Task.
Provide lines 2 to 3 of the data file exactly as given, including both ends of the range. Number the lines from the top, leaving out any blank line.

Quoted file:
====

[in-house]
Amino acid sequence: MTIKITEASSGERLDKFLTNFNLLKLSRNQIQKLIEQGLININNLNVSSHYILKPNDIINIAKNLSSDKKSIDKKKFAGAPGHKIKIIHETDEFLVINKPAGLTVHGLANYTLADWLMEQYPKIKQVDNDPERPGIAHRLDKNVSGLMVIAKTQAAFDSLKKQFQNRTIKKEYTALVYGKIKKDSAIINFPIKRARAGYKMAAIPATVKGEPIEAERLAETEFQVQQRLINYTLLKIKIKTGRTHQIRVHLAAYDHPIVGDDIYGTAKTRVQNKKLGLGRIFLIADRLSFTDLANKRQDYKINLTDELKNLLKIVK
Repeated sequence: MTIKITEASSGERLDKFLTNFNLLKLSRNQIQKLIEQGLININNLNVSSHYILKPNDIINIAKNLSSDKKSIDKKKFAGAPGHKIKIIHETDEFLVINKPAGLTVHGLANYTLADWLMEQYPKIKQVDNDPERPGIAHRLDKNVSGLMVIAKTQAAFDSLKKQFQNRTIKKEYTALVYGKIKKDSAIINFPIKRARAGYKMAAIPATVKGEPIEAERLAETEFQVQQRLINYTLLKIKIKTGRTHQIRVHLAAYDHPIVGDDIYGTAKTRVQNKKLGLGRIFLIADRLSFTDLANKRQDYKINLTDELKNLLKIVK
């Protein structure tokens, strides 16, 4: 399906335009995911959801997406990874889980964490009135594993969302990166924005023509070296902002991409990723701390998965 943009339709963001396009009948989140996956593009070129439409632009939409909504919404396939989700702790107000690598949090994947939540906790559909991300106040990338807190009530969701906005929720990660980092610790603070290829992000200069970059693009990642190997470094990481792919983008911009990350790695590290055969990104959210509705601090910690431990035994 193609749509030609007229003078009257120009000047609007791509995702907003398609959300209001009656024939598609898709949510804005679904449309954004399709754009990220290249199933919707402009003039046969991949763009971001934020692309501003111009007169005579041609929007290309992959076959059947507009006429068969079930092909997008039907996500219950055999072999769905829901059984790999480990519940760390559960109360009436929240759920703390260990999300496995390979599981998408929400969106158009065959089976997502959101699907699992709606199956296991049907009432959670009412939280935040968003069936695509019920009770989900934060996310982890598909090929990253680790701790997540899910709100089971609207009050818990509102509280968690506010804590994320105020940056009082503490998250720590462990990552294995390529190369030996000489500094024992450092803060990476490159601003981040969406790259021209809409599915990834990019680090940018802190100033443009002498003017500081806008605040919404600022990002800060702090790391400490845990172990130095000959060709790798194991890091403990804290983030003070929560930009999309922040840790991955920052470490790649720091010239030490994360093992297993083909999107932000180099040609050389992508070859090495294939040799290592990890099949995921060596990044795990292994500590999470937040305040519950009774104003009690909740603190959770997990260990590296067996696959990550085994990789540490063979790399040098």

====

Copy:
Amino acid sequence: MTIKITEASSGERLDKFLTNFNLLKLSRNQIQKLIEQGLININNLNVSSHYILKPNDIINIAKNLSSDKKSIDKKKFAGAPGHKIKIIHETDEFLVINKPAGLTVHGLANYTLADWLMEQYPKIKQVDNDPERPGIAHRLDKNVSGLMVIAKTQAAFDSLKKQFQNRTIKKEYTALVYGKIKKDSAIINFPIKRARAGYKMAAIPATVKGEPIEAERLAETEFQVQQRLINYTLLKIKIKTGRTHQIRVHLAAYDHPIVGDDIYGTAKTRVQNKKLGLGRIFLIADRLSFTDLANKRQDYKINLTDELKNLLKIVK
Repeated sequence: MTIKITEASSGERLDKFLTNFNLLKLSRNQIQKLIEQGLININNLNVSSHYILKPNDIINIAKNLSSDKKSIDKKKFAGAPGHKIKIIHETDEFLVINKPAGLTVHGLANYTLADWLMEQYPKIKQVDNDPERPGIAHRLDKNVSGLMVIAKTQAAFDSLKKQFQNRTIKKEYTALVYGKIKKDSAIINFPIKRARAGYKMAAIPATVKGEPIEAERLAETEFQVQQRLINYTLLKIKIKTGRTHQIRVHLAAYDHPIVGDDIYGTAKTRVQNKKLGLGRIFLIADRLSFTDLANKRQDYKINLTDELKNLLKIVK